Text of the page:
As warm and happy as your favorite down puffy makes you feel, it probably comes with a brutal backstory. The feathers, sourced mainly from the soft undercoats of geese, may have been “live plucked”—a bloody process that critics say leaves the birds traumatized after they’re released to lay more eggs. To make matters worse, those same geese are often being raised for foie gras, which means they’re force-fed several times a day through a pipe that’s rammed down their throats. In short: some down is dirty.
Cleaning it up isn’t easy. The global down industry includes everything from Chinese factory operations to subsistence farms in Hungary, some of which raise the animals for meat and live-pluck them to boost profits. Those farmers then sell the feathers (mostly from geese, but some from ducks) to a handful of suppliers, who in turn mix it all together and sell it to outdoor companies.
Now some of those companies are trying to change the way the industry works. Bowing to pressure from animal-rights organizations like Austria-based Four Paws, a few are introducing new standards to ensure that the down they stuff into their jackets and sleeping bags comes from humanely treated geese. “Animal-rights groups went after the outdoor industry first because they knew it was the most likely to change,” says Anne Gillespie, director of industry integrity for Textile Exchange, which develops standards and certifications.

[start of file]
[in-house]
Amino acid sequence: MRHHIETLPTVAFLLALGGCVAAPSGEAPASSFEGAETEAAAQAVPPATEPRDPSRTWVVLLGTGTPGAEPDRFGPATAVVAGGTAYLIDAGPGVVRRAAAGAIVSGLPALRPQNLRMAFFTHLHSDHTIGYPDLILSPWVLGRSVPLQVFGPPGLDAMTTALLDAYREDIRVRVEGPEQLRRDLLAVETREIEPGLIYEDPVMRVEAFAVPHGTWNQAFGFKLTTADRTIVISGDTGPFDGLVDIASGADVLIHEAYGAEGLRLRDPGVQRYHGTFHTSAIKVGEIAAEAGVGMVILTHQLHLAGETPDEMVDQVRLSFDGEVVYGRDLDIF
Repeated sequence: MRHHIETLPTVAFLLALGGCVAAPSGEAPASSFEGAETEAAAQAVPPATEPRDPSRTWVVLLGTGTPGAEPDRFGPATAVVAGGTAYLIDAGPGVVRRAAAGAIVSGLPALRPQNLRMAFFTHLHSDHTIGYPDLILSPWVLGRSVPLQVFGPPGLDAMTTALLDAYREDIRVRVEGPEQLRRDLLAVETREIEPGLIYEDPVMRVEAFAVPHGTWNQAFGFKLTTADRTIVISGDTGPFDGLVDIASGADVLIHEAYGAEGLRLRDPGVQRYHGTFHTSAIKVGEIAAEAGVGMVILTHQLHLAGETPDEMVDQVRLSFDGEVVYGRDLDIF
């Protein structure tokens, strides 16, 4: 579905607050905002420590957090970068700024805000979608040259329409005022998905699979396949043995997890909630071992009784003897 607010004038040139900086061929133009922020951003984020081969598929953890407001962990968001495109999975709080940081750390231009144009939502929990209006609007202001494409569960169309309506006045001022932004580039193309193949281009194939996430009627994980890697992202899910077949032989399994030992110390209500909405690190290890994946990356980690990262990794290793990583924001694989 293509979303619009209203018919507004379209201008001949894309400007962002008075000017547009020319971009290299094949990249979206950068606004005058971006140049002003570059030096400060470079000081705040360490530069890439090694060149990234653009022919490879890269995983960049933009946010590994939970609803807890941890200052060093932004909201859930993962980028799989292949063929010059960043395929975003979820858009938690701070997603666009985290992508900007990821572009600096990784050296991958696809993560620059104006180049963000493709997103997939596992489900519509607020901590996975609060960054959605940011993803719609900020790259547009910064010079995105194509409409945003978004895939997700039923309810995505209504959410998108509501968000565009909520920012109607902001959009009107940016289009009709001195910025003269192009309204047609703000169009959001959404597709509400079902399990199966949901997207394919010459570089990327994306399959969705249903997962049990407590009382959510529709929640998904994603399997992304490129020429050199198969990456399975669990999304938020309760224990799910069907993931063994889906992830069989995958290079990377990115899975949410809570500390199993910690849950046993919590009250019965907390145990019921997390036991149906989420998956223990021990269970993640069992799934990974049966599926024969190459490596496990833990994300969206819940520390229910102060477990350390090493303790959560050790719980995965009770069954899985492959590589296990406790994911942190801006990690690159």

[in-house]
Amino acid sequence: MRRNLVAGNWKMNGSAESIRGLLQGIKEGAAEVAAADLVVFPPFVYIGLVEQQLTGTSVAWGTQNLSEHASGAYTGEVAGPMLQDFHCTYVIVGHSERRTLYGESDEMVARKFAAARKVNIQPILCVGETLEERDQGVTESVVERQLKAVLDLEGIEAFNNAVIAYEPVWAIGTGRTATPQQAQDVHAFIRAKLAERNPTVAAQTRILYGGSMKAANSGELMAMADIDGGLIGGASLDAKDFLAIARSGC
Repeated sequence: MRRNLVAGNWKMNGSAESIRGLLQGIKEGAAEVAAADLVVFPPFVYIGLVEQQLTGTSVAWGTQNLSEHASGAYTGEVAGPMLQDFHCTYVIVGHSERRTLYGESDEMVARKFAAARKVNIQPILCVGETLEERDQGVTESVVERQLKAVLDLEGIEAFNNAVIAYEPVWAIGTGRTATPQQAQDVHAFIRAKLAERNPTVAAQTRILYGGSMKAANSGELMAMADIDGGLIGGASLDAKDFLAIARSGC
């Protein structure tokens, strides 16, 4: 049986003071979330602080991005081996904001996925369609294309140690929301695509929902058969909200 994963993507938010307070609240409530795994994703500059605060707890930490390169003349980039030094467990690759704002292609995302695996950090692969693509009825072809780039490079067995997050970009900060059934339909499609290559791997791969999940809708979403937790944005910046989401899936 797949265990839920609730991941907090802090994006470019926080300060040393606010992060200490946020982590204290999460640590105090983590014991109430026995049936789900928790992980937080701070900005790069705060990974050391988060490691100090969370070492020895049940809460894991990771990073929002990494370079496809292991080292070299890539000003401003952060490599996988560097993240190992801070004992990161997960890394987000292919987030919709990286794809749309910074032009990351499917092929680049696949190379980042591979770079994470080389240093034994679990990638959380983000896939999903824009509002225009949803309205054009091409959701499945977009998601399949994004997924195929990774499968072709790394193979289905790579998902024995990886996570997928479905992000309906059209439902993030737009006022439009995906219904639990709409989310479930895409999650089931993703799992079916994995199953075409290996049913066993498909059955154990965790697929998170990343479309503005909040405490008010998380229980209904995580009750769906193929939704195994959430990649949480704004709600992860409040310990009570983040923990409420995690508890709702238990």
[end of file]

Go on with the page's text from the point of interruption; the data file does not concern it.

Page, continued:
Patagonia is leading the way with its Traceable Down Standard, introduced in 2014. “We started looking for a certification we could follow but didn’t find one strong enough to meet the requirements we’d hoped to achieve,” says Wendy Savage, who manages Patagonia’s supply chains to make sure they’re socially responsible. Since then, other outdoor companies have worked to develop their own standards.
Two of those companies, Patagonia and Fjällräven, were able to go directly to a small set of producers to make sure that 100 percent of their down comes from geese that get adequate food and water, have lots of space to feed and to lay eggs, aren’t force-fed, and are plucked only after they’re slaughtered. For brands like the North Face, which manufactures on a much larger scale, the process is more complex. While its Responsible Down Standard (RDS), introduced last August, contains similar requirements, only 30 percent of the North Face’s products will contain clean down in 2015. That’s because there isn’t enough of it to meet demand. That should change by 2017, when the company says it will reach 100 percent clean down.
In the meantime, it’s trying to get other gearmakers to sign on to RDS. The standard is designed to work like organic certification, with labels that indicate which products comply. Eddie Bauer and Marmot are already on board. “The hope is that this will lead to widespread adoption of better practices,” says Adam Mott, director of sustainability at the North Face. “Not just in outdoor gear, but in all consumer products.”
In the print version of this story, we implied that all waterfowl raised for meat are live-plucked, and that most down used in the outdoor industry comes from live-plucked geese. In fact, only some geese raised for meat are live-plucked, and much of the industry discourages the practice. The online version of the story has been edited to reflect these clarifications.